A Childhood Cancer Survivor Blogging about the World of Childhood Cancer

Archive for March, 2012


Grace: A Child's Intimate Journey Through Cancer and Recovery

“The goal of ours has never been the biggest. It’s to have the most significant impact. We can’t do it without you”  ~Quote from @LIVESTRONG Twitter Page

I find myself in Austin, Texas today. I am here to attend a LIVESTRONG Leader Assembly. Two hundred leaders (serious cancer ButtKickers!) from around the world have gathered here. It is no secret that I am focused on doing all that I can do to end childhood cancer; I also know that the mission of LIVESTRONG is one I absolutely need to support.

When people hear the word, “LIVESTRONG,” most know the organization has something to do with Lance Armstrong. The last middle school I spoke at, the kids had no idea of who Lance Armstrong is! I was excited to tell them who he is, what he has accomplished, what he has created, and to give them yellow LIVESTRONG wristbands. They were then excited to go tell their friends about Lance and LIVESTRONG.

What I have learned about LIVESTRONG has given me a great desire to help them achieve their goals. I have tremendous respect for the respect they have for their fellow humans. I find that compassion, understanding, intelligence, commitment, dedication, tenacity, and guts define LIVESTRONG.

Rather than attempt to summarize the LIVESTRONG Manifesto, I will copy it in full below. If you know someone who has just been diagnosed with cancer—someone searching for treatment options— calling LIVESTRONG is an excellent place to begin gathering information. This is just the tip of the iceberg for the help they have to offer.

The LIVESTRONG Manifesto (from www.livestrong.org )

We believe in life.
Your life.
We believe in living every minute of it with every ounce of your being.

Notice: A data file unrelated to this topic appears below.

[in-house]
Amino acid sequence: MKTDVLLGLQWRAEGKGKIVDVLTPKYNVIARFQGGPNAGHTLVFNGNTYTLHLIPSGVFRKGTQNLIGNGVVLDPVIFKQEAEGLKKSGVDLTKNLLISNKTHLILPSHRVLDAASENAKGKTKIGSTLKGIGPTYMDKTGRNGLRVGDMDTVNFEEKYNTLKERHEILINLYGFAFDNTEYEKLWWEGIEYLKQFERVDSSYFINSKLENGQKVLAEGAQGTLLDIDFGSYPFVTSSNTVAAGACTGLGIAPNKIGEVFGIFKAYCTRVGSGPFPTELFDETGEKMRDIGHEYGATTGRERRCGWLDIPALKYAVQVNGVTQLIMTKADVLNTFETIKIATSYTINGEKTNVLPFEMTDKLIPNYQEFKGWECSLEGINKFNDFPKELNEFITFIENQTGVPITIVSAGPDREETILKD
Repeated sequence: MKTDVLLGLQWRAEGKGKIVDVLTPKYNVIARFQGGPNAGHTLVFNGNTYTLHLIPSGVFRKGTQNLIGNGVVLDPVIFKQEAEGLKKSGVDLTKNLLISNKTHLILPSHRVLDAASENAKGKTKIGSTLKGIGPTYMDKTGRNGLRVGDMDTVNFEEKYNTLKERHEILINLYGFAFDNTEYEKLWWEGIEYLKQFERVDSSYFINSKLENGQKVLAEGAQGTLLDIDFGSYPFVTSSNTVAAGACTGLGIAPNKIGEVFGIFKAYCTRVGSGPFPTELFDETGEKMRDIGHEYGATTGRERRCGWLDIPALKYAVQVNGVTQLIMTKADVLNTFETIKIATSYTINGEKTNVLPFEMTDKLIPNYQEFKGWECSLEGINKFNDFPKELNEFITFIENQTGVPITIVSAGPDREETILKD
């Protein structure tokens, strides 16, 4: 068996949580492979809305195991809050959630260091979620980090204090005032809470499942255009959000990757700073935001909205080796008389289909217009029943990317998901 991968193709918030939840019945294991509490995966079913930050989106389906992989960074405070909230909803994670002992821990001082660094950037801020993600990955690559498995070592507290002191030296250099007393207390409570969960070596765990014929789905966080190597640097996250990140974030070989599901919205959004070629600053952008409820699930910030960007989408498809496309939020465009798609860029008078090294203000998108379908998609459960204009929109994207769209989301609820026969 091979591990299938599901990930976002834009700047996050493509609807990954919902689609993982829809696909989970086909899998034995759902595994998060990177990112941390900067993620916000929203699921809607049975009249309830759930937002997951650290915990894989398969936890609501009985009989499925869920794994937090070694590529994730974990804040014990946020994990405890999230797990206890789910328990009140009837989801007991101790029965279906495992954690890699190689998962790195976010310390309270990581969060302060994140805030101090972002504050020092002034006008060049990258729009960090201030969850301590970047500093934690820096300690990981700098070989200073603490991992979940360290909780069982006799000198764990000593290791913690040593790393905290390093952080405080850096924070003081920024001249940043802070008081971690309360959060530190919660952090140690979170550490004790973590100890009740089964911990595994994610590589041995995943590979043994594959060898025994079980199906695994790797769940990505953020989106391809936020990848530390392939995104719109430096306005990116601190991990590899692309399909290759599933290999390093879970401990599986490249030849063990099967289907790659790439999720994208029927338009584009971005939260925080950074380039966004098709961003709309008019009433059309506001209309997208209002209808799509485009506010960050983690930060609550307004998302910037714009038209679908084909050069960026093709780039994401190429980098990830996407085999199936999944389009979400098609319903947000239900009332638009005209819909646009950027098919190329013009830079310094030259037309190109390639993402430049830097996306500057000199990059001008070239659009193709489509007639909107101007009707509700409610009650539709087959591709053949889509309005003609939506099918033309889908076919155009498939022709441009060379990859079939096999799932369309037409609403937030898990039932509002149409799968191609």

And that you must not let cancer take control of it.
We believe in energy: channeled and fierce.
We believe in focus: getting smart and living strong.
Unity is strength. Knowledge is power. Attitude is everything.

We kick in the moment you’re diagnosed.
We help you accept the tears. Acknowledge the rage.
We believe in your right to live without pain.
We believe in information. Not pity.
And in straight, open talk about cancer.
With husbands, wives and partners. With kids, friends and neighbors. Your healthcare team. And the people you live with, work with, cry and laugh with.
This is no time to pull punches.
You’re in the fight of your life.

We’re about the hard stuff.
Like finding the nerve to ask for a second opinion.
And a third, or a fourth, if that’s what it takes.
We’re about preventing cancer. Finding it early. Getting smart about clinical trials.
And if it comes to it, being in control of how your life ends.
It’s your life. You will have it your way.

We’re about the practical stuff.
Planning for surviving. Banking your sperm. Preserving your fertility. Organizing your finances. Dealing with hospitals, specialists, insurance companies and employers.
It’s knowing your rights.
It’s your life.
Take no prisoners.

We’re about the fight.
We’re your advocate before policymakers. Your champion within the healthcare system. Your sponsor in the research labs.
And we know the fight never ends.
Cancer may leave your body, but it never leaves your life.
Founded and inspired by Lance Armstrong, one of the toughest cancer survivors on the planet.

I am grateful to have been chosen as a 2012 LIVESTRONG Leader. I look forward to using everything I learn here to truly make a difference in this world for people fighting cancer.